Maybe like me, you tend to mistrust most things governmental.
Maybe you have even drawn the derision of friends for, say, refusing to buy a SunPass. Yes, a SunPass sails you through Florida tollbooths without you having to stop and dig for quarters. But it also gives my government a lot of personal information about me, plus a way to watch my whereabouts were my government so inclined.
So okay, my trips to Costco are not all that interesting. And around me, people say: What's the big deal? Why so paranoid? I start to wonder: Am I on my way to becoming one of those lost souls wandering the streets in a tinfoil hat, muttering about radio waves and the IRS, and not especially popular at parties?
The government is here to help, right?
This week, the Times' William R. Levesque reported on a state policy for dealing with drivers who showed up at tollbooths bearing bills of $20 or more. To thwart counterfeiting, toll workers were supposed to take down information about the bill bearer, including the make and model of the car.
Apparently, however, it did not stop there. According to a federal lawsuit filed by a Lakeland man, toll workers have asked for much more, including drivers' addresses, gender, phone numbers, ages and race. The bill in question could be as small as $5.
And if you refused? If you said, no thanks, don't really want to spill my personal stuff for the privilege of paying a toll? Well, you can't back out of a tollbooth. And refusing to comply could be treated as refusing to pay.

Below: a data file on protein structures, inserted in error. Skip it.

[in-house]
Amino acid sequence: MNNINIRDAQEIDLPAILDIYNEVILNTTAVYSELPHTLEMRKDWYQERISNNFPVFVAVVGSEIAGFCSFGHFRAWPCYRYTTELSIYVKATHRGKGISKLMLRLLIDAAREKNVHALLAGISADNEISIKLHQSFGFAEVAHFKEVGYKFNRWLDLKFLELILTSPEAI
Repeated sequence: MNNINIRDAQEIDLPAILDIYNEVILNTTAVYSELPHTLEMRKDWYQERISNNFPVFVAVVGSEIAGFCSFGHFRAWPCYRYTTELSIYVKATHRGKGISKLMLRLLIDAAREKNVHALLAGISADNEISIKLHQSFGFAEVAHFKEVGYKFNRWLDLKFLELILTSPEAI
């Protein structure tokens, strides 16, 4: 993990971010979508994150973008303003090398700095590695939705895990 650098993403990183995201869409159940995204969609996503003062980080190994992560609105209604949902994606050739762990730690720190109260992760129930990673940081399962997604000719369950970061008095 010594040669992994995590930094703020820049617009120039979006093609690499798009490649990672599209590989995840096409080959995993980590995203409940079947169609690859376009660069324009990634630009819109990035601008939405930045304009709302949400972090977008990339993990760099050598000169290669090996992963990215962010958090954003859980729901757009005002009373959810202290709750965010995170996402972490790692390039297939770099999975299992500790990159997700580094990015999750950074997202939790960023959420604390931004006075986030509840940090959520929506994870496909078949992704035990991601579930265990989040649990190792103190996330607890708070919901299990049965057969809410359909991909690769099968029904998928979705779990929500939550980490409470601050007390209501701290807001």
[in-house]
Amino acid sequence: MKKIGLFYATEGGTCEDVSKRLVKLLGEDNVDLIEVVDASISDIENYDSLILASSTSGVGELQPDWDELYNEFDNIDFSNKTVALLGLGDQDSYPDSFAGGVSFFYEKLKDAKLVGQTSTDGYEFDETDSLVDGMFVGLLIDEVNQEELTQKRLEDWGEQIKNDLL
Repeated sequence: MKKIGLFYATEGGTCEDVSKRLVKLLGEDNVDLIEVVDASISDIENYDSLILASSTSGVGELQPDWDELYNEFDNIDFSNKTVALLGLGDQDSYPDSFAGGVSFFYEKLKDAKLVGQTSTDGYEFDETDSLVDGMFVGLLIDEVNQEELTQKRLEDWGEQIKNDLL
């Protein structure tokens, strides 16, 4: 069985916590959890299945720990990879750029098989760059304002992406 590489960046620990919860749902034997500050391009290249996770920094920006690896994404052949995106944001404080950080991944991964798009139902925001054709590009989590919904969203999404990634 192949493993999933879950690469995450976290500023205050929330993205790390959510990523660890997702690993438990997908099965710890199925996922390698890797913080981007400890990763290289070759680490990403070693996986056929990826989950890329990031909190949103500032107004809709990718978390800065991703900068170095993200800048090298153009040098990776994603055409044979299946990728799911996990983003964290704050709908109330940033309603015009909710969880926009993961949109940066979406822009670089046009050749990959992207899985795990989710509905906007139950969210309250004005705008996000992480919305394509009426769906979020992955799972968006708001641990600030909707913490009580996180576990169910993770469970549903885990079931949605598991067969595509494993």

Don't ask questions. The government is here to help you.
And to keep that government from rummaging around in your sock drawer, you apparently had to come packing a crisp roll of singles.
So what were they after in gathering the low-down on motorists? Real dirt on counterfeiters? A list of potential SunPass buyers? Something more sinister?
At least 260,000 drivers were so detained, according to the suit, which also says the forms toll takers used cost twice as much as the fake bills they took in.
The government is here to operate inefficiently?
If all this doesn't make you uncomfortable, how about the cell phone video in which a toll worker is asked what law lets him request this information. The toll worker helpfully says he can call state troopers - you know, the ones with the uniforms, hats and guns - to explain.
The government is here to expound on the law? Take you to jail?
Levesque reports that the Department of Transportation suspended the program in July after a complaint from Joel Chandler, self-described public records activist and, apparently, Wrong Guy To Mess With. Chandler sued, saying the policy equals illegally detaining people and violates our rights against unwarranted search and seizures.
By now I can hear some people saying: Oh, please. Cooperate and move on. And buy a SunPass already. To which I say: Can't I have nothing to hide and a right to privacy?
And shouldn't we make sure when government intrudes, it has justification beyond: because it is the government, and because it can?
And, no. At the moment I do not own a tinfoil hat.
2011 St. Petersburg Times.
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